Almost 20 years after graduating from Hampton University, there are days when I can still recall exactly what it felt like to be a student there. My first visit to the cafeteria in the historic Virginia-Cleveland Hall; the soirees (not parties) where we could be found discussing the influence of Harlem Renaissance literature on hip hop music; or hanging out with my fellow Greeks at our unmarked, yet protected areas (Hampton did not have “plots”). The social fabric of Hampton was quite special–it was a melting pot of intellectual curiosity, social activism and creativity. The Hampton vibe was one that pulsed with refinement and grit all at the same time.
My Hampton education was rich with challenges, failures and victories that played a major role in shaping who I am today. These experiences strengthened my faith and showed me that disappointment was just an opportunity to find new approaches to achieving my goals.
The diverse backgrounds of my classmates expanded my world-view in a way that not only enhanced my understanding of other cultures but it also gave me a thirst for seeking out ways to make society better. As students, we truly valued the development of our minds and we embraced Hampton’s legacy of thought leadership and community transformation.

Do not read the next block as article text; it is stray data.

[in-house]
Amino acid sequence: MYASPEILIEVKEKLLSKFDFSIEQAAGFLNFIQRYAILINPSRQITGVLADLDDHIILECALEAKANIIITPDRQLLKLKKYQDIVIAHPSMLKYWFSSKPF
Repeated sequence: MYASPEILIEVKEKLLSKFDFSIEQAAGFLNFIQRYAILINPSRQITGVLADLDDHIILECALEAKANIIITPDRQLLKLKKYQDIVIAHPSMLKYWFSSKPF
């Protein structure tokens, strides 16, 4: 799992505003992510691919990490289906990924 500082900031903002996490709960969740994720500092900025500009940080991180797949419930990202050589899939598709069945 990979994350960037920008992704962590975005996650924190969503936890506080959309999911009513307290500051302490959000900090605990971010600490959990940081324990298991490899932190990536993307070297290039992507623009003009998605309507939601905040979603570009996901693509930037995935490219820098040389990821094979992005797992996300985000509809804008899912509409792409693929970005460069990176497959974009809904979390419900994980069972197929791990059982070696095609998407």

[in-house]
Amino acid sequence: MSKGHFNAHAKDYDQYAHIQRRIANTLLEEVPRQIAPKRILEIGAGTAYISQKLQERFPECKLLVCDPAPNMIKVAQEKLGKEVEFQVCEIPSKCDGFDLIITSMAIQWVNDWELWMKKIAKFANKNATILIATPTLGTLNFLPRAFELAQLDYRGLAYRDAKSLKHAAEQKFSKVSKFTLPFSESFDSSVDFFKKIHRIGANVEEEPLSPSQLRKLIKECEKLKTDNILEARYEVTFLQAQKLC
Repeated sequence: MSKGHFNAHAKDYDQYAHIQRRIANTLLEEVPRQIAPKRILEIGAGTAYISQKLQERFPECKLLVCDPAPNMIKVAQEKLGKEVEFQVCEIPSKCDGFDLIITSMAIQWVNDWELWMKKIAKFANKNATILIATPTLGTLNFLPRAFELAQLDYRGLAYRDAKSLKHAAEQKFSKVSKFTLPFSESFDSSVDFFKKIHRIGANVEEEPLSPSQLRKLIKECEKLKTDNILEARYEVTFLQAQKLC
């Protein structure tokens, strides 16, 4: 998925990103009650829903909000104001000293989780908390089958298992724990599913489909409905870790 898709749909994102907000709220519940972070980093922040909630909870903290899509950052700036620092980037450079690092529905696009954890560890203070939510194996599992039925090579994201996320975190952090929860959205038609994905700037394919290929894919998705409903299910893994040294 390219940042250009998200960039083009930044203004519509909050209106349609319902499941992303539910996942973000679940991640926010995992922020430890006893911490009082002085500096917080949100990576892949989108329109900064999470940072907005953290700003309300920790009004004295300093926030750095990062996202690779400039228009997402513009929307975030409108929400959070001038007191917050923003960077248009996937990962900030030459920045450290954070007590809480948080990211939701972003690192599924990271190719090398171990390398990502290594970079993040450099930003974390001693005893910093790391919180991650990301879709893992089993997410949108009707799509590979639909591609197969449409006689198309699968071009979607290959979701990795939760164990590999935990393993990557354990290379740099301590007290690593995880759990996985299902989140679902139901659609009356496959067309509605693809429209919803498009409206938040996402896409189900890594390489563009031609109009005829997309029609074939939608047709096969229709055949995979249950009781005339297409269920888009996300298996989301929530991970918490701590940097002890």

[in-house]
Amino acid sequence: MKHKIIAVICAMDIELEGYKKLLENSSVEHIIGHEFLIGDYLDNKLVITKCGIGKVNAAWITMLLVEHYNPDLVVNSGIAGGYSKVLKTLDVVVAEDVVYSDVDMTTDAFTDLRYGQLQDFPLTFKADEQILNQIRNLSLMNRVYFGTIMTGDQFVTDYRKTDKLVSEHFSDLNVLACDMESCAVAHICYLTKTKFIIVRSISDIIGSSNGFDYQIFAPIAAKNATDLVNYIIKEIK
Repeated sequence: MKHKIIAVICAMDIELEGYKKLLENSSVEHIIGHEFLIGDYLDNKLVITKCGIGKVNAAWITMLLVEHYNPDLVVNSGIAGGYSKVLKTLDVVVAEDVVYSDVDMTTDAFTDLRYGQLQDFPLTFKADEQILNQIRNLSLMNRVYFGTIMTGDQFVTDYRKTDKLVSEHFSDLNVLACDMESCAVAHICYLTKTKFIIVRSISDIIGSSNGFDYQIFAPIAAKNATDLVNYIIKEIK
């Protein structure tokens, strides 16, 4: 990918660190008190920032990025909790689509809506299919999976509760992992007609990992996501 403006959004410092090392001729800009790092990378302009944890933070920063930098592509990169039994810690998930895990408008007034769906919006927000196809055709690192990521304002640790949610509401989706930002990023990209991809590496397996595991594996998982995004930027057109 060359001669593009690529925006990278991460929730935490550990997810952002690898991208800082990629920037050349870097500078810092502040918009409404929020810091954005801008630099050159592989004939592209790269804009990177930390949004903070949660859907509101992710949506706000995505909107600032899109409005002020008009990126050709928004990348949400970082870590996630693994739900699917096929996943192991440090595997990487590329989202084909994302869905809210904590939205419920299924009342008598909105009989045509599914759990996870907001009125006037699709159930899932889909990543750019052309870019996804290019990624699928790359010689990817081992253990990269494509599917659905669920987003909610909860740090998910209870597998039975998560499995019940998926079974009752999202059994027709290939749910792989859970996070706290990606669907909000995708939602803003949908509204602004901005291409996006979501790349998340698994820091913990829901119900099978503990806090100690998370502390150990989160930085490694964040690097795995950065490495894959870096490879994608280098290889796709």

Believe it or not it was not until well after I had graduated, that the significance of my Hampton experience resonated most with me. Hampton provided me with a college experience that empowered me to pursue my dreams with boldness and conviction even in the face of naysayers and skeptics.
Hampton’s environment was one that supported my personal commitment to authenticity and the people I encountered there valued my unique gifts and talents and helped me to cultivate them. My fellow alumni inspire me to seek out answers to the difficult questions and the University’s legacy motivates me to continue in my pursuit of an education for life.
I owe much of who I am today to Hampton. At my very core, I am an advocate for the freedom that comes with intellectual exploration and I am committed to sharing my gifts in support of improving the world in which I live.
As a Hamptonian, I am charged by my alma mater to “let my life do the signing” and I do so with great pride.
Halima N. Leak graduated from Hampton University in 1999 and holds a master’s degree from New York University. She is a Ph.D. candidate at New York University and serves as the Executive Director of the Center for Fundraising and Philanthropy at Paul Quinn College, the first center of its kind at an HBCU.